- Obs. to fire or glaze, as in a kiln
- to heat (glass, metals, etc.) and then cool, sometimes slowly, to prevent brittleness
- to strengthen and temper (the mind, will, etc.)
Origin of annealMiddle English anelen from Old English anælan, to burn from an-, on + ælan, to burn from al, æl, fire
verban·nealed, an·neal·ing, an·neals
- To subject (glass or metal) to a process of heating and slow cooling in order to toughen and reduce brittleness.
- To strengthen or harden.
Origin of annealMiddle English anelen from Old English onǣlan to set fire to on on ; see on . ǣlan to kindle
(third-person singular simple present anneals, present participle annealing, simple past and past participle annealed)
From Middle English anelen, onelen, from Old English anǣlan, onǣlan (“to set fire to, ignite, heat, inspire, incite, kindle, inflame, enlighten, burn, consume”), from Proto-Germanic *ana (“on”) + Proto-Germanic *ailijaną (“to burn”), from Proto-Indo-European *aidʰ- (“to burn”). Related to Old English onāl (“burning, incense, that which is burnt”), Old English āl (“fire, burning”), Icelandic eldur (“fire”), Swedish eld (“fire, flame”), Danish ild (“fire”).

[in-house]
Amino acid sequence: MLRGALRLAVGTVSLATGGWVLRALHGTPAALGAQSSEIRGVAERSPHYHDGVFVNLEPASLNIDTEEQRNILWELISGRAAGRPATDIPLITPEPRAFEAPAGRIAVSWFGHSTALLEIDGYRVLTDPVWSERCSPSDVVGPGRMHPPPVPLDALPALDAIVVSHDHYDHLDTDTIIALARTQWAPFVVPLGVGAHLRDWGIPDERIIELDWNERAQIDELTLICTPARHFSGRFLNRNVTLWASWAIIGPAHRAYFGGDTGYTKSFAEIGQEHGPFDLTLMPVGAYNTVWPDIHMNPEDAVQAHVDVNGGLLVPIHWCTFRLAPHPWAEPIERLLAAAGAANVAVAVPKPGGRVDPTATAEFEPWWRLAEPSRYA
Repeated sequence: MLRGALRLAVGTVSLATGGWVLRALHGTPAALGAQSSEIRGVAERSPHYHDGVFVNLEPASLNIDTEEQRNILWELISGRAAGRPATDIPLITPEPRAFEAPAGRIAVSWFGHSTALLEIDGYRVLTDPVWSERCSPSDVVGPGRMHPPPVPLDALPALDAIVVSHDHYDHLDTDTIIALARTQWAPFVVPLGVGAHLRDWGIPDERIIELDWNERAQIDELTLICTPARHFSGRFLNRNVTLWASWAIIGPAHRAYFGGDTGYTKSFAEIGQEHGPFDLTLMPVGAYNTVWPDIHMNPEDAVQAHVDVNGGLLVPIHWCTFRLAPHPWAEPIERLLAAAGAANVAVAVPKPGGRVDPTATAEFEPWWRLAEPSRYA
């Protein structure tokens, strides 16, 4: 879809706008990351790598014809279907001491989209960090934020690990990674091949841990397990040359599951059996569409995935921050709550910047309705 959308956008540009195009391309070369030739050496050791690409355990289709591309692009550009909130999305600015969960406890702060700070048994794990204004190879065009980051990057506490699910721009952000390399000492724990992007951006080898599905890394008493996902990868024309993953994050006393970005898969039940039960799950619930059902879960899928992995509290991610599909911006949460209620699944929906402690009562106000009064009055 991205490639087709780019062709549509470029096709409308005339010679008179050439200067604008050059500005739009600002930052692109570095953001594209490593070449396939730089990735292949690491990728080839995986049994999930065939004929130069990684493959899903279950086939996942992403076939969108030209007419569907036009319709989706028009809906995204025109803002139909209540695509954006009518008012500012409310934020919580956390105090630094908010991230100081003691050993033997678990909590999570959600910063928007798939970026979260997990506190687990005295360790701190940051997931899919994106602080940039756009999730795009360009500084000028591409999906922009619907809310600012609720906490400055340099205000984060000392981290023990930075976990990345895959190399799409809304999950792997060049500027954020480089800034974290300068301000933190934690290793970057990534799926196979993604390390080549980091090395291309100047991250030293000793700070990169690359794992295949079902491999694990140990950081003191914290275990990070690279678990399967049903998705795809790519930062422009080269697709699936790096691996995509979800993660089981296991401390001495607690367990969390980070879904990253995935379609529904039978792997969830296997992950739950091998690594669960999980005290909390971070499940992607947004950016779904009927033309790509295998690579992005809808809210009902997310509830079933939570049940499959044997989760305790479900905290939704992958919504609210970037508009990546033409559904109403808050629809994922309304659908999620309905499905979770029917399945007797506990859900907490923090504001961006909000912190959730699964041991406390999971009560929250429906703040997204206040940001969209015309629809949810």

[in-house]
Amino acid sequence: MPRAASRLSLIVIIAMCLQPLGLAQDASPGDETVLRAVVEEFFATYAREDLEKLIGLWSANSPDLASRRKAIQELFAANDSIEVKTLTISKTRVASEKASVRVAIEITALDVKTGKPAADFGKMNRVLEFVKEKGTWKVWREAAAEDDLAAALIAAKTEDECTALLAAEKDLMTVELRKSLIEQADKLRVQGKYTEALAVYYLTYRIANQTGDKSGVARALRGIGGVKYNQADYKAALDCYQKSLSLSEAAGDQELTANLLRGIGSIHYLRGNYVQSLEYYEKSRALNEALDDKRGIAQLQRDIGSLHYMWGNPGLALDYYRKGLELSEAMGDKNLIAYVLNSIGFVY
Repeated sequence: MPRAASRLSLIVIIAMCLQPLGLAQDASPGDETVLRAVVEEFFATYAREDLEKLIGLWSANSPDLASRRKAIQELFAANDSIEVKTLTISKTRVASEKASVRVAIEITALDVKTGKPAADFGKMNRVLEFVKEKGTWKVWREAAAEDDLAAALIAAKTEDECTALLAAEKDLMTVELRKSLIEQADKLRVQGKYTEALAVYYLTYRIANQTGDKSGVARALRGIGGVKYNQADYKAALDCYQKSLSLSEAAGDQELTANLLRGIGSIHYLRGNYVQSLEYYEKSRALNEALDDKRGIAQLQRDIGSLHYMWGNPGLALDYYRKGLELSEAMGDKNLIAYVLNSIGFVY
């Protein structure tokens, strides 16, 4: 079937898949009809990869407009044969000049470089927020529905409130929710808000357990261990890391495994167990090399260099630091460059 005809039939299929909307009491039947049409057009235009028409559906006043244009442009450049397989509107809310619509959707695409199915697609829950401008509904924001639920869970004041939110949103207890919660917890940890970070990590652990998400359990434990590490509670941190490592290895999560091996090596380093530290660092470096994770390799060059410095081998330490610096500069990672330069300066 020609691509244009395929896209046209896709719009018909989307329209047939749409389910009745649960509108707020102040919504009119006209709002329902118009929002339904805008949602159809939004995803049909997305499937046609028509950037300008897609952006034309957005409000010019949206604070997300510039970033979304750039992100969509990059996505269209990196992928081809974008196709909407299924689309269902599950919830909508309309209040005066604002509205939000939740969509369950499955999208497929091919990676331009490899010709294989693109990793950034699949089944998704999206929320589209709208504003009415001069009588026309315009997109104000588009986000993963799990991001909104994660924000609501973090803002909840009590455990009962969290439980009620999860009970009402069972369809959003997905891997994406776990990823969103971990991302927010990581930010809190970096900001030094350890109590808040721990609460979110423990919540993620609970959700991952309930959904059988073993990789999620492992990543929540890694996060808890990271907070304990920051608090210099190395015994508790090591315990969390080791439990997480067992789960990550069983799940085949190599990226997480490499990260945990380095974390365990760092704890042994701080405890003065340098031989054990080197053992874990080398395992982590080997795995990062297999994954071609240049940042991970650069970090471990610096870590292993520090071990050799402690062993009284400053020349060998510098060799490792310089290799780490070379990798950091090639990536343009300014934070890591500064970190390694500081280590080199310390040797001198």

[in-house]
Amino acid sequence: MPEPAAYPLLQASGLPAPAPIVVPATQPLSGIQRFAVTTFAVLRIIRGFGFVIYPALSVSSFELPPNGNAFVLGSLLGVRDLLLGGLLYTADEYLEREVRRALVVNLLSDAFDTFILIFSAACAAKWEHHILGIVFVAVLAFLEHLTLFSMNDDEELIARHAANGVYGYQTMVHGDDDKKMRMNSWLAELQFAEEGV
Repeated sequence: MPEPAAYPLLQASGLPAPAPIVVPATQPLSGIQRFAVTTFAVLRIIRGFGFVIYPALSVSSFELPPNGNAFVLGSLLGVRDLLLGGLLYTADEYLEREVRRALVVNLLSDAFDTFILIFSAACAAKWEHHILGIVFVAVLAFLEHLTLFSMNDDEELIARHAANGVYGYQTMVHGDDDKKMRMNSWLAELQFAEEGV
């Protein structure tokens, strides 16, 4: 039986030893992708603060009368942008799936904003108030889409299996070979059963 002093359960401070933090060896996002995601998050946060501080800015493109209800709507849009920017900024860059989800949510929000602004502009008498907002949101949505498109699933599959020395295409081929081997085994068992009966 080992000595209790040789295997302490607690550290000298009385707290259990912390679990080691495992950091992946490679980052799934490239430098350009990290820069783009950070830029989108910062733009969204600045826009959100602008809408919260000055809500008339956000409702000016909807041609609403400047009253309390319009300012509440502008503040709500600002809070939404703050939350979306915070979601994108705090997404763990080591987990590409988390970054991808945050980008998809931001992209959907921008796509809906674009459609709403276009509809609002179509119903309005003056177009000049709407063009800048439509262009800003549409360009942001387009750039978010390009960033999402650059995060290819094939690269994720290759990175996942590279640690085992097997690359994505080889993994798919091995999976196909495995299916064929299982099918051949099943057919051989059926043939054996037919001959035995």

anneal - Computer Definition
To take the brittleness out of metal, plastic or certain carbon composites. Performed in the preparation of new products or in their restoration, annealing is accomplished via a heat treating process.